Only 35 votes and a World Series vote, Joe Davis has only touched the surface of baseball magic his way. But the sound of both Fox Sports and the Los Angeles Dodgers know he was part of something extraordinary Tuesday night at LoanDepot park in Miami. It was Davis’ voice that FS1 viewers heard as Shuhei Ohtani hit Mike Trout in the lead of the ninth inning to seal Japan’s 3-2 victory in the final of the World Baseball Classic. Less than 48 hours after coming into contact with one of the most memorable bats in recent history, Davis was still dealing with the moment.
“The World Championship is the only one for me, but this specific challenge might be the next thing,” Davis said. “It’s just one of the coolest things I’ve ever seen. You almost want to press pause right now and just sit there and really get a chance to enjoy it. I think we all knew it was Shohei Ohtani on the mound. We knew it was Mike.” trout in the box and that the game was on the line.But to really be able to sit there and think about the greatness we’re seeing on the same field, going head to head in that moment, I wish I had a rewind button to get me back there and a pause button to really soak in it. “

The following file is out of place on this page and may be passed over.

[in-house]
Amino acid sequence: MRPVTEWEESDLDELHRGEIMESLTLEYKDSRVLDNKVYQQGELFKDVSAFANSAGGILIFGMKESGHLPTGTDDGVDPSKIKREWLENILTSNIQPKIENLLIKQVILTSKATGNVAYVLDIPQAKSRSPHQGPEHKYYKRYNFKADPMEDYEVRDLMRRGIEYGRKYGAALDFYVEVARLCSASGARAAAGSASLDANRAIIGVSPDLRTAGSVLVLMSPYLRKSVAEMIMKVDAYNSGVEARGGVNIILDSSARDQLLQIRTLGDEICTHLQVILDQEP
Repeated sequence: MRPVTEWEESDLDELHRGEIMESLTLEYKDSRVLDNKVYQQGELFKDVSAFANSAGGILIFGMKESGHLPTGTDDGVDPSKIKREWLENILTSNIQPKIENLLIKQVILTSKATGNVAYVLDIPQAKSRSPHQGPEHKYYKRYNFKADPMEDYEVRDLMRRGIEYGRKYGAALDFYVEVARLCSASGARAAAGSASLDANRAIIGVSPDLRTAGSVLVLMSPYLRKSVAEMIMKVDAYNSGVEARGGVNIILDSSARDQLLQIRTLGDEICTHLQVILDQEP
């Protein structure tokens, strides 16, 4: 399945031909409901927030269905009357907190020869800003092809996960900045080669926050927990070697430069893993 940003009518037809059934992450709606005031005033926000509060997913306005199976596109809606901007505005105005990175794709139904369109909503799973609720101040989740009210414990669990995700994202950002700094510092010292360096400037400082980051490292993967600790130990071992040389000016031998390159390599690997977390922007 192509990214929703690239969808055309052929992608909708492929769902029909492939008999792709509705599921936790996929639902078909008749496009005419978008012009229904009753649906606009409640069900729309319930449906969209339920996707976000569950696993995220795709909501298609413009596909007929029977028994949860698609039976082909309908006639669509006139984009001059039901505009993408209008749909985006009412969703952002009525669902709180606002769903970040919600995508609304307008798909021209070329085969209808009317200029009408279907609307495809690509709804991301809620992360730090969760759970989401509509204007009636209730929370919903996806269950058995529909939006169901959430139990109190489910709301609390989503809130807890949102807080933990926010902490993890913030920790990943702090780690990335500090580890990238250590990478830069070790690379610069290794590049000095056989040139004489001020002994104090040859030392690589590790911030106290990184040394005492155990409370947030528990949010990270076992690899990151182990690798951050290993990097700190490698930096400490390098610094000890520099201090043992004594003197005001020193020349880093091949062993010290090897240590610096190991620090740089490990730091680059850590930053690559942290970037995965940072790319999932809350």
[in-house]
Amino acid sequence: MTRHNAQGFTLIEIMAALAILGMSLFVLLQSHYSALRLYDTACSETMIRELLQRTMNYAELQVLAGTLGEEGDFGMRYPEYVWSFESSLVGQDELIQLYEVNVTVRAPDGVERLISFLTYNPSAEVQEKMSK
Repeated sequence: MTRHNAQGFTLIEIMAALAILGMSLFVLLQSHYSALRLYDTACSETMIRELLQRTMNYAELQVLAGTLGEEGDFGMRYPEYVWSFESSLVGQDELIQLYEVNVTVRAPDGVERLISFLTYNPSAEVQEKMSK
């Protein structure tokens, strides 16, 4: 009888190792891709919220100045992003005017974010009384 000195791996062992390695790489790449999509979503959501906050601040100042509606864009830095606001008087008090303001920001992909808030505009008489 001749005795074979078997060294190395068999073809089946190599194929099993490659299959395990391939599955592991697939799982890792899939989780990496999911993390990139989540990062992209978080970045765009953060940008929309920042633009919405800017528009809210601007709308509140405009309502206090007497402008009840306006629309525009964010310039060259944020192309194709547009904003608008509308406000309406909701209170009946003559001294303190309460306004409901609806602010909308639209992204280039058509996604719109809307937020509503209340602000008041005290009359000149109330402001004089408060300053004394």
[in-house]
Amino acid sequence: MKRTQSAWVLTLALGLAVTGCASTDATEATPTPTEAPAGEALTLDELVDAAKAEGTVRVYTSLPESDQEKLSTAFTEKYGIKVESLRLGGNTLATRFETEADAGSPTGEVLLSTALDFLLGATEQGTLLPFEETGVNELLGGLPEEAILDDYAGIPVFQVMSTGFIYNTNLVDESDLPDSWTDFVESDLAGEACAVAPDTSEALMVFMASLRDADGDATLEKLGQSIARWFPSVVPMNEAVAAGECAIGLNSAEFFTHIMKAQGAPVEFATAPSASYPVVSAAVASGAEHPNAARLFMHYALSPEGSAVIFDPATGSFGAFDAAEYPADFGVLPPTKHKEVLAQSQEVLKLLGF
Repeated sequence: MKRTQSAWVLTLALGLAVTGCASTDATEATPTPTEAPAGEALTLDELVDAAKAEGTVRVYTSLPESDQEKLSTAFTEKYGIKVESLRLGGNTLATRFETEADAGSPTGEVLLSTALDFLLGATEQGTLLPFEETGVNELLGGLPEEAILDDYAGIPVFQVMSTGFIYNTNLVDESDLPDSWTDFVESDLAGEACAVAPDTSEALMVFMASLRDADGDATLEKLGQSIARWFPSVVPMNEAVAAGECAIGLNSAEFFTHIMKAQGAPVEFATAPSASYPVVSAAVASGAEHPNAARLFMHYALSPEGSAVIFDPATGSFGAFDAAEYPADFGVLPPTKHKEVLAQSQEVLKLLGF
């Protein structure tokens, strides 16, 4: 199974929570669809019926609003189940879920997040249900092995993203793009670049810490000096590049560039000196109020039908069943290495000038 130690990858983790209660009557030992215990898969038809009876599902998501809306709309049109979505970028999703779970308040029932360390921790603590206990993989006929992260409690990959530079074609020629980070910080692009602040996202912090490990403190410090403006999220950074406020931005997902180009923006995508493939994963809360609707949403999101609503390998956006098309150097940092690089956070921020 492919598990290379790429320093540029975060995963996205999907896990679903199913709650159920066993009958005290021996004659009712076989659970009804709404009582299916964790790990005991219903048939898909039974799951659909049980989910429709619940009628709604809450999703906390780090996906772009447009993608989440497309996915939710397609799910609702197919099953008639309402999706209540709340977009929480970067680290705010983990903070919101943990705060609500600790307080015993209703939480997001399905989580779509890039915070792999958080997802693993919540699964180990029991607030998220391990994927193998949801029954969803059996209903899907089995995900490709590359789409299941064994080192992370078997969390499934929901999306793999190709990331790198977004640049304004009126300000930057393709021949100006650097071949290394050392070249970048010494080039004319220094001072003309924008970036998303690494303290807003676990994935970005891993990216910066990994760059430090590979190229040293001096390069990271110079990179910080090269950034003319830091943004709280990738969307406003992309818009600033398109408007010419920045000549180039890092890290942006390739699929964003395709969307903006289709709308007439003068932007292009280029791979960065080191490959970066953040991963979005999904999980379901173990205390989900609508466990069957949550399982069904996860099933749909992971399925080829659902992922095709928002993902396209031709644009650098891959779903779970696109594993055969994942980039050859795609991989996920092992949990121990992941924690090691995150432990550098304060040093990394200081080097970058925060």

Davis thought calling the event would be an interesting job, but initially considered it prep work heading into the regular season. It eventually became, in his words, one of the most special assignments he had given him in his broadcasting career. The finale averaged 4.5 million viewers on FS1 and 5.2 million viewers including Fox Deportes. Viewership is up 69% compared to the 2017 WBC Final. FS1 and Fox Deportes totaled 6.5 million viewers from the 10:30-10:45pm ET timeslot.